Friday, 12 March 2010

Woman’s World

I read this novel a while back but somehow forgot to mention it, so here we go. Woman’s World is like nothing you have ever seen. It is a stunning novel both visually and intellectually. For lack of a better word, it is a true work of art that combines a surreal story with an exceptionally original layout.

Norma Fontaine is the lead character in this subtle yet subversive story of what it’s like to be a woman in 1960s England. She is a real lady who spends her days reading magazines and is on a perpetual quest for the perfect outfit. Her life is glamorous, or she’d like to think so at least. Besides occupying herself with fashion and beauty, she’s also waiting for her brother to finally come home and bring her tales of the outside world seeing as she rarely goes out because when she does, things never go according to plan…

Woman’s World
is entirely comprised of words and phrases that have been cut and pasted together. To be more accurate, it is a collage from individual fragments of text that were found in women’s magazines published in the early 1960s to create an element of historical accuracy in terms of languages and more importantly, beauty products. Rawle wrote his story the conventional way and then went in search for the perfect words. Aided by scissors and glue, he was able to create a mesmerizing tale out of several thousand snippets. Five years later, Woman’s World was born.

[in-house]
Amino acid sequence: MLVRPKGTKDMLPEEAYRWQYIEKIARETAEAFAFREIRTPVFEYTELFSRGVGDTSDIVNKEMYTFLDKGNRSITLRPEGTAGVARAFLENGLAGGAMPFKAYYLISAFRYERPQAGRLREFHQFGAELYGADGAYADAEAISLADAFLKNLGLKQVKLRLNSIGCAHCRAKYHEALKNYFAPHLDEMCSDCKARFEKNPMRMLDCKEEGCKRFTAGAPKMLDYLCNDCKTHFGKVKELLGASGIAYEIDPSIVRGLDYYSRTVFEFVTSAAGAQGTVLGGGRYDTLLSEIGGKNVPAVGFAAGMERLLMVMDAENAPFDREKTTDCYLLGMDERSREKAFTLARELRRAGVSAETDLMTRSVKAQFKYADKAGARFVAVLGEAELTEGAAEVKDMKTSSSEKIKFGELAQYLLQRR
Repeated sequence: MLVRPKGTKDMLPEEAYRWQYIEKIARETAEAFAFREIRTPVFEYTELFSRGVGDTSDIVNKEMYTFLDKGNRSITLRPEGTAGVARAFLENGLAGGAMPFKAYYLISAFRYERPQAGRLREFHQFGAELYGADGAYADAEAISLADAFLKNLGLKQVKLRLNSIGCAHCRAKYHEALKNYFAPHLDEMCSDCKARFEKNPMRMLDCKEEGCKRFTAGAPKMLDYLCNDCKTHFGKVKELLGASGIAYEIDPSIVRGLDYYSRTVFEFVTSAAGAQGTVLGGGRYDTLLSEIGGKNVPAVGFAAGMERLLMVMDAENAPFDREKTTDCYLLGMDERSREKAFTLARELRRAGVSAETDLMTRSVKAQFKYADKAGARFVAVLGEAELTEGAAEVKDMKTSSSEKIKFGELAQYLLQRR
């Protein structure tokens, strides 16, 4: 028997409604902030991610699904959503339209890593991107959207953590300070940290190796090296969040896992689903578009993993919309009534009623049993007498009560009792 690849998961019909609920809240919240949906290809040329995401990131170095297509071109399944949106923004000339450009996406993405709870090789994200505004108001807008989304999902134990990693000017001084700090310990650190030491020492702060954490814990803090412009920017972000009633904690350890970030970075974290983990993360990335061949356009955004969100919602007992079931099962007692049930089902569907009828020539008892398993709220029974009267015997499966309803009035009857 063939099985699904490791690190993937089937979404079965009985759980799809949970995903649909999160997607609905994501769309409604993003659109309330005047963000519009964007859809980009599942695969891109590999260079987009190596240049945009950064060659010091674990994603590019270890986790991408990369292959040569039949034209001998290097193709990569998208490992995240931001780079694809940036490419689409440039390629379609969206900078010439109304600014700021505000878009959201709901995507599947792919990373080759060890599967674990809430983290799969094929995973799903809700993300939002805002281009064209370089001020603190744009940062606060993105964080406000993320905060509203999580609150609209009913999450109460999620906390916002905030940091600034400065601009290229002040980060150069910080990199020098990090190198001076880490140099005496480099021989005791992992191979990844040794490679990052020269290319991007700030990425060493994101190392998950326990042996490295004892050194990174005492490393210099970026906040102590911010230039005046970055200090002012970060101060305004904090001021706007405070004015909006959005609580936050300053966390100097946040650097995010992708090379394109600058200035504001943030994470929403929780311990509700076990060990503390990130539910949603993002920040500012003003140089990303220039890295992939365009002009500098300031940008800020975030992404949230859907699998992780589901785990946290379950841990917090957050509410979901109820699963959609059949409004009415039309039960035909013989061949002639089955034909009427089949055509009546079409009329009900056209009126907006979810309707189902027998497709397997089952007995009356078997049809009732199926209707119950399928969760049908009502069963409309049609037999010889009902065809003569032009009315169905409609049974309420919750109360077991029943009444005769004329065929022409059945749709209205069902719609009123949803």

The plot is funny, dark and intriguing with several twists and turns making it a ravishing read but it also adds a healthy dose of social critique and questions gender roles in a highly unusual yet effective way. The cut-up method of construction does take some time to get used to but in the end it only enhances the overall vintage experience of this visually stunning piece of literature. A gimmick is often used to conceal bad writing but nothing could be further from the truth. In this case it adds a hauntingly authentic voice to the mix and captures the 1960s atmosphere like no other author ever has. Rawle’s crazy endeavor became a graphic novel, in the literal sense of the word, that combines art and literature, psychology and sociology, humor and mystery into a remarkable retro read that is also being made into a feature film.

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